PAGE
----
The tale, over a century old, starts simply: A researcher asks a former governor why he keeps moving his arms, as if swinging bells.
The answer: vampires.
Dutch demonologist Jan Jakob Maria de Groot was researching China's supernatural history in 1907 when he interviewed "Tsiang," who claimed to be a governor of a town in Pehchihli (most likely modern-day Hebei) that was under siege from a kiang shi, or Chinese vampire—jiangshi ("stiff corpse") in modern Romanization.
These "living corpses" de Groot explains, "break forth from their tombs and satiate their cravings for human blood."
Pehchihli was apparently under siege from a creature "soaring through the air, to devour the infants of the people." Despite people locking their doors at nightfall, children were going missing. The town pooled money for a Daoist magician, who set up his altar on an auspicious day. Tsiang demanded to know how, precisely, he planned to stop this marauding vampire.
"Corpse specters generally fear very much the sound of jingles and hand-gongs," the magician told him. "When the night comes, you must watch the moment when the spectre flies out, and forthwith enter the grave with two big bells." But there were risks: "Do not stop ringing them, for a short pause will give suffice for the corpse to enter the grave, and you will then be the sufferer."
At midday, a crowd gathered and trapped the kiang shi in their midst. As the magician performed his rites, the governor doggedly pursued the vampire, ringing his bell until the crowd had burned the stiff corpse. "Both my arms then remained in constant motion, and they have been diseased like this to this day," he explained to de Groot.
Echoes of legends of the Eastern European vampire did not escape the Dutch researcher (Bram Stoker's seminal Dracula had been published just a decade before). De Groot mused on the similarities, including the fact that both varieties are vulnerable to fire.
The Dutchman was one of several foreign researchers looking into China's menagerie of myth and lore. Throughout the late 19th century, he traveled through China collecting information, basing himself in present-day Xiamen, Fujian province, with a few tours to other regions. A few years later, Henry Doré, a French researcher, would build upon de Groot's work in his writings on Chinese witchcraft and charms, including details on summoning spirits and Chinese concepts of Hell.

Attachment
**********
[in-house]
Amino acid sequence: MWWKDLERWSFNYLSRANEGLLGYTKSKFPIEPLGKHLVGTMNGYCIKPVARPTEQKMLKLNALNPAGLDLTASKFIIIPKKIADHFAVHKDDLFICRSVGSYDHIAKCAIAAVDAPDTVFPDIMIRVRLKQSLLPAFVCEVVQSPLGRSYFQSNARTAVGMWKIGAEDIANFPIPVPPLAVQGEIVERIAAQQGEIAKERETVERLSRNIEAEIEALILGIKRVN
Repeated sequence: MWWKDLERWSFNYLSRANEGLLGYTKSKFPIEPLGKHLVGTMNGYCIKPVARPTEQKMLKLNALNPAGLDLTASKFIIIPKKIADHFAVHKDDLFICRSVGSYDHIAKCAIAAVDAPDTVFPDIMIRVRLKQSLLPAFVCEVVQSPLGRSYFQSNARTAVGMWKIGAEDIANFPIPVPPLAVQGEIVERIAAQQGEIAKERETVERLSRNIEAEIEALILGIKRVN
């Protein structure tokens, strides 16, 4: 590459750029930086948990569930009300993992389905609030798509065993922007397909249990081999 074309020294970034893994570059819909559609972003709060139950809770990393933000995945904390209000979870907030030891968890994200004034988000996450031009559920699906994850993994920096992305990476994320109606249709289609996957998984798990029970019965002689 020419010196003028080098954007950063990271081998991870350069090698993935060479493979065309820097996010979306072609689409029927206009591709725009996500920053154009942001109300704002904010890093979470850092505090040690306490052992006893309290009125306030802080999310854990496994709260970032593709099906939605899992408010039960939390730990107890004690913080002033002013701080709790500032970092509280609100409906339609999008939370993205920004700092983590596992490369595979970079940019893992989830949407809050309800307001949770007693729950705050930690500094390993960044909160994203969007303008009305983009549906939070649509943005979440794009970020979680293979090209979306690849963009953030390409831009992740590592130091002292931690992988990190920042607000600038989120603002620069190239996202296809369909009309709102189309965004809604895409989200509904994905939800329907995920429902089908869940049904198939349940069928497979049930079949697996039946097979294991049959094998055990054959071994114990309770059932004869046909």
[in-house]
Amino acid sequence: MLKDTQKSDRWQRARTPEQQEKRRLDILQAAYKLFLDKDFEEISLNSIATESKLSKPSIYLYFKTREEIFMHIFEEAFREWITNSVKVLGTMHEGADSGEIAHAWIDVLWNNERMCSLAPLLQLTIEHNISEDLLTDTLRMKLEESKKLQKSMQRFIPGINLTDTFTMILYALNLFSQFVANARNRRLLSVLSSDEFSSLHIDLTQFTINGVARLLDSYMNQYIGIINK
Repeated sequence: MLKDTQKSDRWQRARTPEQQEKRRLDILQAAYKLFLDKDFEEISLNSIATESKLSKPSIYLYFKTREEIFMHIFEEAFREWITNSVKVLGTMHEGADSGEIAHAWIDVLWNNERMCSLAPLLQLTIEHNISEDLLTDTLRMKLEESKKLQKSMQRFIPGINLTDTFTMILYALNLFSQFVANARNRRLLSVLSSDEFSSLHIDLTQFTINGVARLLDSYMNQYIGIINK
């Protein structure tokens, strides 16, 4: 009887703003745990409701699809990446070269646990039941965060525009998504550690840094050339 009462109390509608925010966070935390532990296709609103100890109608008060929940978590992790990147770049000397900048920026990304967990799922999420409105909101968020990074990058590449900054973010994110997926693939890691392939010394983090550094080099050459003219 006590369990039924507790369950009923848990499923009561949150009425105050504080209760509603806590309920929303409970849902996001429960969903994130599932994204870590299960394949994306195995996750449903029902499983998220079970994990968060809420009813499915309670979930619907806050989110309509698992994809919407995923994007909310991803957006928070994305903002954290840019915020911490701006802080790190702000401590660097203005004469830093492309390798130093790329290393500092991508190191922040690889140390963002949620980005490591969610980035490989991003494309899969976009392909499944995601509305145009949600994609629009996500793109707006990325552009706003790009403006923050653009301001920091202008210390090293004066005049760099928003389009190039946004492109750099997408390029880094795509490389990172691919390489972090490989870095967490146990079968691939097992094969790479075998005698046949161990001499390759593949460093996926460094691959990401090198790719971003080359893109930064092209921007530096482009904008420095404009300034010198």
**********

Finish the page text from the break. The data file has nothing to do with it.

De Groot's research became a series of books, The Religion of the Chinese, detailing the evolution of Chinese spiritual practices from the various forms of animism through to organized religious rites, be they uplifting or macabre. Many of his findings were from historical texts; others were based on conversations with Chinese about their beliefs and superstitions. It was from the latter exchanges that many of his best creepy-crawly stories emerge, fodder for Grimm-style fairy tales, albeit with Chinese characteristics and not intended for children.
The vast majority of supernatural creatures were shape-shifting demons; one of de Groot's works has separate chapters dedicated to water, earth, and plant demons, and different types of animal demons such as tiger, dog, insect, and even bird demons. In many cases, these shape-shifters are omens, taking bestial form right before a gruesome death takes place.
Much as wolves and their lycanthrope counterpart stalked the forest, mountains, and villages of European imaginations, Chinese were-beasts took their most fearsome form in the native tiger. The similarities, de Groot notes, are striking: "A wound inflicted on a were-beast is believed in China to be visible also on the corresponding part of its body when it has re-assumed the human shape. This is also a trait of our own lycanthropy," he writes of "tiger-demons," referred to here as chu tu-shi.